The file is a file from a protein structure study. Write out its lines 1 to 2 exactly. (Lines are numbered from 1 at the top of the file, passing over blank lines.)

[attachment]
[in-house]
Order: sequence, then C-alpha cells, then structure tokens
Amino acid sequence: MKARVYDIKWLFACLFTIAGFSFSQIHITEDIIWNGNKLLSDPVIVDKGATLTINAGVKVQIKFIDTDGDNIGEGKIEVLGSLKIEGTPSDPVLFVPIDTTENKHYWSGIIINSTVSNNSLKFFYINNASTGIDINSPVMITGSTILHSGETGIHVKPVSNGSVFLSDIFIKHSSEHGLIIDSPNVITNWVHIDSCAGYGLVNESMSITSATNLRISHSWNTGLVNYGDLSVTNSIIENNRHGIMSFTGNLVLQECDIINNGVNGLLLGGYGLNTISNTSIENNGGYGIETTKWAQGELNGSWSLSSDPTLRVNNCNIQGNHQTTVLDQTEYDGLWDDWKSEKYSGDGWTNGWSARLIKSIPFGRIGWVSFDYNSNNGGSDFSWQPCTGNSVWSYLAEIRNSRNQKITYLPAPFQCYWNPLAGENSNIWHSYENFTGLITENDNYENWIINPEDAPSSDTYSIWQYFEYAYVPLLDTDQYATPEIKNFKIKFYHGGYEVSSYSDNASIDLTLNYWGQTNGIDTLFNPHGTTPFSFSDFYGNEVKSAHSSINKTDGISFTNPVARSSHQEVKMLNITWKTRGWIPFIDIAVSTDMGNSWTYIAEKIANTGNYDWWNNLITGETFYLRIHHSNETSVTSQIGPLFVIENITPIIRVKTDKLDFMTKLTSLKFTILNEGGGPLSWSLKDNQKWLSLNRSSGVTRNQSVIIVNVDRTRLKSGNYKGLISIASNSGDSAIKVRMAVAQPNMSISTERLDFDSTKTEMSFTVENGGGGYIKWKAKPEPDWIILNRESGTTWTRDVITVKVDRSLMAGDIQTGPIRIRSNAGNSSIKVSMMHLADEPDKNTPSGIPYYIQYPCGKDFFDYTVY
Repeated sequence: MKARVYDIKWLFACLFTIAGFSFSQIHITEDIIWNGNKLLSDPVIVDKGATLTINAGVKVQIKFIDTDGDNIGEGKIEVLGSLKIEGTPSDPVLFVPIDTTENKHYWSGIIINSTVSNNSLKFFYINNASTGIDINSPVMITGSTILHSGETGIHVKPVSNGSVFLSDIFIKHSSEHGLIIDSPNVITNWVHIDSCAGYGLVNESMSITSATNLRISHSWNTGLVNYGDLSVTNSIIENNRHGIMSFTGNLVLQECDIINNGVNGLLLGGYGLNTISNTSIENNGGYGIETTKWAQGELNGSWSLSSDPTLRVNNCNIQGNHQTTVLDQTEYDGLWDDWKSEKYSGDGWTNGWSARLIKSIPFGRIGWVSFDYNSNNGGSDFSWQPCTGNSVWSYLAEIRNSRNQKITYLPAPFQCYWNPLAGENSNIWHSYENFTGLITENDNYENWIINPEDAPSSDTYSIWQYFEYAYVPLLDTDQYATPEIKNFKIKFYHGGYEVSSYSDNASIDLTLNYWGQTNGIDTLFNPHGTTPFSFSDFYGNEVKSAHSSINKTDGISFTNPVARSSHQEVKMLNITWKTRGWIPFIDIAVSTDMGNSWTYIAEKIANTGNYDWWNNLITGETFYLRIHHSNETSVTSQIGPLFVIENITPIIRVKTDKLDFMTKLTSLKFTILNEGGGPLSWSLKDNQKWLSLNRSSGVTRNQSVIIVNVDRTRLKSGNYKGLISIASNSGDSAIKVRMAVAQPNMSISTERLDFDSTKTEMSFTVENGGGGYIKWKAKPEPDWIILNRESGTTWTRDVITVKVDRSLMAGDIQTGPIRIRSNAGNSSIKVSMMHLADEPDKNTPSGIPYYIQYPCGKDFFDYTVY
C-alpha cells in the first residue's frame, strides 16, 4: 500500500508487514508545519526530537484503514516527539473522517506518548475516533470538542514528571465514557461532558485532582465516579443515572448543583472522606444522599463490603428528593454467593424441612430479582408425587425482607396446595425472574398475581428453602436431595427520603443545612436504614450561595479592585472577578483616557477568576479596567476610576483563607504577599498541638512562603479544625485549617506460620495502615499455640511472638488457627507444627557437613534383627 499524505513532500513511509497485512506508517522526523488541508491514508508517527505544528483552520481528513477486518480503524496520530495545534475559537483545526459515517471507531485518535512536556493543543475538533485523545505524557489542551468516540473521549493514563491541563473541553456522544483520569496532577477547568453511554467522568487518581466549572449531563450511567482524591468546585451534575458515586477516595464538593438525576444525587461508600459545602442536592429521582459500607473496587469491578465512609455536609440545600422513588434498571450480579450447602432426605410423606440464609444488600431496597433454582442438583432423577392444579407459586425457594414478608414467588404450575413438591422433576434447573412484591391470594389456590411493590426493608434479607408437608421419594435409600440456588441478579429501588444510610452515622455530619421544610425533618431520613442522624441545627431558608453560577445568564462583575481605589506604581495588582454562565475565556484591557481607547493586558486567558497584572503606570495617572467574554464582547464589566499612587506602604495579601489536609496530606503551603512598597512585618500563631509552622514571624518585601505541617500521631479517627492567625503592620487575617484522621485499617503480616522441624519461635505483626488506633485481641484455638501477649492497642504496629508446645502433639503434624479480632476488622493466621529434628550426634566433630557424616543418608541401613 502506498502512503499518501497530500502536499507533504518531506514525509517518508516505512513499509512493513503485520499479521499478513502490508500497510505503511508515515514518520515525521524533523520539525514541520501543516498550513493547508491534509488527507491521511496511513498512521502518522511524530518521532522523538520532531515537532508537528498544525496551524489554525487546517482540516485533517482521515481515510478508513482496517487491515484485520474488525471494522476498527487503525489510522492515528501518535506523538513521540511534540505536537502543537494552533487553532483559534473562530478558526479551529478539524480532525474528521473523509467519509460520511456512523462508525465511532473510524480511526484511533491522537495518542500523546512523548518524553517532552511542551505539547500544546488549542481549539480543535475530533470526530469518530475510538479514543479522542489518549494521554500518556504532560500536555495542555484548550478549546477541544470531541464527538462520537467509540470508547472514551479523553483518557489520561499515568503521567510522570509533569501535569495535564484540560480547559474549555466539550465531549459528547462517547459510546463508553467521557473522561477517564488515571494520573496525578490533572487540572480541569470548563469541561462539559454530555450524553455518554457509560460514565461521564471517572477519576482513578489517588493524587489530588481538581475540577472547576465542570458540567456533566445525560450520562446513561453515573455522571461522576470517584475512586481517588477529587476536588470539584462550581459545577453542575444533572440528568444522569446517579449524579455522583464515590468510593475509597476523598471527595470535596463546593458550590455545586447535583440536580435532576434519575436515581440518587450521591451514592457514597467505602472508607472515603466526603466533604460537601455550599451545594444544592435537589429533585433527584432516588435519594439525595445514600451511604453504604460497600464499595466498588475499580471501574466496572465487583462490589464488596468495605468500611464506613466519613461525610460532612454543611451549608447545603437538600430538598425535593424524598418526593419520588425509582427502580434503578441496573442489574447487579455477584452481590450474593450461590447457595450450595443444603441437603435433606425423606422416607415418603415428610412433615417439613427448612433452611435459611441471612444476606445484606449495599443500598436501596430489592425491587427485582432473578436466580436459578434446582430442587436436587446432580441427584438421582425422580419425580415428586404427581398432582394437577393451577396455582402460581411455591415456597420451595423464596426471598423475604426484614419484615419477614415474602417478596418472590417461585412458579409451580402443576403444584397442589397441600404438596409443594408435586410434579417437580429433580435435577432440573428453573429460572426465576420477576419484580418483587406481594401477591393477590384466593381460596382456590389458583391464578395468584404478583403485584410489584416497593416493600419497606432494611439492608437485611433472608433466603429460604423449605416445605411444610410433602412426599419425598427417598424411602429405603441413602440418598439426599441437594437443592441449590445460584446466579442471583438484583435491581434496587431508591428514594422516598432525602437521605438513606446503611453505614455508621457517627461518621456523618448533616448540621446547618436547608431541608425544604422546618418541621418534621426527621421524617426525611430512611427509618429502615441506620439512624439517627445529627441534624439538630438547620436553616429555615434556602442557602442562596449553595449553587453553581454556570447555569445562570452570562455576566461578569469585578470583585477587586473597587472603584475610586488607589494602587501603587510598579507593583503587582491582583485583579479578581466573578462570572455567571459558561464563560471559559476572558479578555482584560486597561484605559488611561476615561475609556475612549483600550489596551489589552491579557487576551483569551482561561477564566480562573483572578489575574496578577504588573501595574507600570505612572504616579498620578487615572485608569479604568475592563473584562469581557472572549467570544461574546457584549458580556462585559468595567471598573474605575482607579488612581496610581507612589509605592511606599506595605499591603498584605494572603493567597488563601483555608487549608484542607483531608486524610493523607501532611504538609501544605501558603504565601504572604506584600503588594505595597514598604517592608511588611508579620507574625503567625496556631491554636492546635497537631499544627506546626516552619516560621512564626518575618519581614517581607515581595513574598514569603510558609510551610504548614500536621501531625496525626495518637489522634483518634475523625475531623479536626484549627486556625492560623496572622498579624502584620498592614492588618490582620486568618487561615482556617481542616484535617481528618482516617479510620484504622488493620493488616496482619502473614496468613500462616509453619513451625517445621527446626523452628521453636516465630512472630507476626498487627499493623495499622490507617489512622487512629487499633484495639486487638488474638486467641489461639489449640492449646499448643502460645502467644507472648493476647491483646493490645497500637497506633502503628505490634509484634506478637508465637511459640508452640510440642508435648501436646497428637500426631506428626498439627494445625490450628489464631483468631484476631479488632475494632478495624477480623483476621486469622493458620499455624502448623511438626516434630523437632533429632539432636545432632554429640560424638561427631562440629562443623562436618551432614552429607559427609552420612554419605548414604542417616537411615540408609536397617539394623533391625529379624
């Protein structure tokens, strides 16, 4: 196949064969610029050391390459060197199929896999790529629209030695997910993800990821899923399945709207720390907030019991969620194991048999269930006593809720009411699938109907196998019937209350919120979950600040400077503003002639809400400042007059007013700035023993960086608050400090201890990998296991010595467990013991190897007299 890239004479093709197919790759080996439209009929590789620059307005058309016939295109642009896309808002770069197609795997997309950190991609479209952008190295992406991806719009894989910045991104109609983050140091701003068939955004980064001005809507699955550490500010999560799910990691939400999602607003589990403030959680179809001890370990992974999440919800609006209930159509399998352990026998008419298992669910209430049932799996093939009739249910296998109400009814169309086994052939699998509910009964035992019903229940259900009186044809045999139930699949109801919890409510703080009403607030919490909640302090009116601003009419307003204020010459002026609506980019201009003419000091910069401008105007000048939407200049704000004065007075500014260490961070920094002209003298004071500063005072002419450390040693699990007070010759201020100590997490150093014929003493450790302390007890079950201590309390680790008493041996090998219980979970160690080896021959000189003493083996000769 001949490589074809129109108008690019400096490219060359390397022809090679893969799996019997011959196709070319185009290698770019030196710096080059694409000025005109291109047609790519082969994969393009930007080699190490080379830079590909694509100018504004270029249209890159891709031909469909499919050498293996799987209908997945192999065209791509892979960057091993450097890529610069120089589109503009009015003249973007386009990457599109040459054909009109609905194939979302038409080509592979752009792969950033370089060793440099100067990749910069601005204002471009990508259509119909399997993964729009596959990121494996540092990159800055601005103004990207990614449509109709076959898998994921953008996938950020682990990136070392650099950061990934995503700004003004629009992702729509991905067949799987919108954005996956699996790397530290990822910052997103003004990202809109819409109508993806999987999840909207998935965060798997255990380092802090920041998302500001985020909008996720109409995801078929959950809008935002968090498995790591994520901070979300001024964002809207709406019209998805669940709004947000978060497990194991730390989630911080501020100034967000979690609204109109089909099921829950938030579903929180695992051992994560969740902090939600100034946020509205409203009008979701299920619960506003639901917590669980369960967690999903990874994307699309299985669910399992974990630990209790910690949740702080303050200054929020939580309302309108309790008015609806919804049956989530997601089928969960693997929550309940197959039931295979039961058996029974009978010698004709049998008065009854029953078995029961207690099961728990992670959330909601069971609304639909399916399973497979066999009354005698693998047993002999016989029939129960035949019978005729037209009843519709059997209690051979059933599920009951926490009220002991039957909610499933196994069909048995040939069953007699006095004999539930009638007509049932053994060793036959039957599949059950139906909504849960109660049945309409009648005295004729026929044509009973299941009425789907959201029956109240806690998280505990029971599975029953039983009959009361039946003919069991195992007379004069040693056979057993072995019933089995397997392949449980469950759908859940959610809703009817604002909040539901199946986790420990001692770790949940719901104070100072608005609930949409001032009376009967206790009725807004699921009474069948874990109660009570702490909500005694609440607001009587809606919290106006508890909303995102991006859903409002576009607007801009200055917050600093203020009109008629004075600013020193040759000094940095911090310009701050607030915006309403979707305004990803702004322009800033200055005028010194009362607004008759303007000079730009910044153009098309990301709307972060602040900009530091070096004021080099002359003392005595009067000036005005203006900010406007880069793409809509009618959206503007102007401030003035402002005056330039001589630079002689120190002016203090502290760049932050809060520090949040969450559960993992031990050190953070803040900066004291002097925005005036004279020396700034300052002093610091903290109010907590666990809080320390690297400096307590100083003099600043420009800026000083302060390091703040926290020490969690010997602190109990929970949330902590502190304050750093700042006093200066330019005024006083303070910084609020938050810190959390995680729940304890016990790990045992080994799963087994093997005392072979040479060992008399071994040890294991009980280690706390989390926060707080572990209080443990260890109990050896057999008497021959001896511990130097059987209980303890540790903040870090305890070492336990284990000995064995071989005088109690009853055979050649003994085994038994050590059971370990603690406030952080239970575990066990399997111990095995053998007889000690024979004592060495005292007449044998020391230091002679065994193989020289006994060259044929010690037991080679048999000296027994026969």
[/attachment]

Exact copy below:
[in-house]
Order: sequence, then C-alpha cells, then structure tokens